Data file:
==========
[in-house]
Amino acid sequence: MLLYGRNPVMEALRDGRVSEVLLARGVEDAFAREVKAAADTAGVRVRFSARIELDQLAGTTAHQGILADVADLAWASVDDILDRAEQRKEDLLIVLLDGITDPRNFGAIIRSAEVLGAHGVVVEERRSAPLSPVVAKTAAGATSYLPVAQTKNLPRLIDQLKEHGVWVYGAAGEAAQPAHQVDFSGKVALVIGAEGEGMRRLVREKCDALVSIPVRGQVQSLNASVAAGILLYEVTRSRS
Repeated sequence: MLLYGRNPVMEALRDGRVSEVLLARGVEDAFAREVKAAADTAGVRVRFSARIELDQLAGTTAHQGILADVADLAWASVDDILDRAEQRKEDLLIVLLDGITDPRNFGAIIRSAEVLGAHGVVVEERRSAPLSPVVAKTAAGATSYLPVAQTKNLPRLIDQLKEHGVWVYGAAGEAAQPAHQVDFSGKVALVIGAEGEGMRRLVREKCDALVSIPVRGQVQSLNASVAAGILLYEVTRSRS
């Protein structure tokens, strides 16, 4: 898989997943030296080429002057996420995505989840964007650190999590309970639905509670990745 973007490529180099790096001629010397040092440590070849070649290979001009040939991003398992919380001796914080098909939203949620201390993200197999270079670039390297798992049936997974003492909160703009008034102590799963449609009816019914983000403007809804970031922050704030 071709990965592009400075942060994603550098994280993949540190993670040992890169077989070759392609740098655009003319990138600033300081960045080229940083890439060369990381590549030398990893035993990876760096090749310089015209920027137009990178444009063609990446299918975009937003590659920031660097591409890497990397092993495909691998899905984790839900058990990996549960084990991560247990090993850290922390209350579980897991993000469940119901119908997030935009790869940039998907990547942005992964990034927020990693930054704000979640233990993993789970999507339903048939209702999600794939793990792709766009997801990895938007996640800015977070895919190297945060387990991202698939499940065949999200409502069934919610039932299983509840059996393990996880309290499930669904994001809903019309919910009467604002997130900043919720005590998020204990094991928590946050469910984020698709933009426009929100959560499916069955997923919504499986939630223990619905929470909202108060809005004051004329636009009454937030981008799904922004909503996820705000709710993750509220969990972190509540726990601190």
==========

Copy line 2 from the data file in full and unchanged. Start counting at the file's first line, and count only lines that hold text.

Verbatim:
Amino acid sequence: MLLYGRNPVMEALRDGRVSEVLLARGVEDAFAREVKAAADTAGVRVRFSARIELDQLAGTTAHQGILADVADLAWASVDDILDRAEQRKEDLLIVLLDGITDPRNFGAIIRSAEVLGAHGVVVEERRSAPLSPVVAKTAAGATSYLPVAQTKNLPRLIDQLKEHGVWVYGAAGEAAQPAHQVDFSGKVALVIGAEGEGMRRLVREKCDALVSIPVRGQVQSLNASVAAGILLYEVTRSRS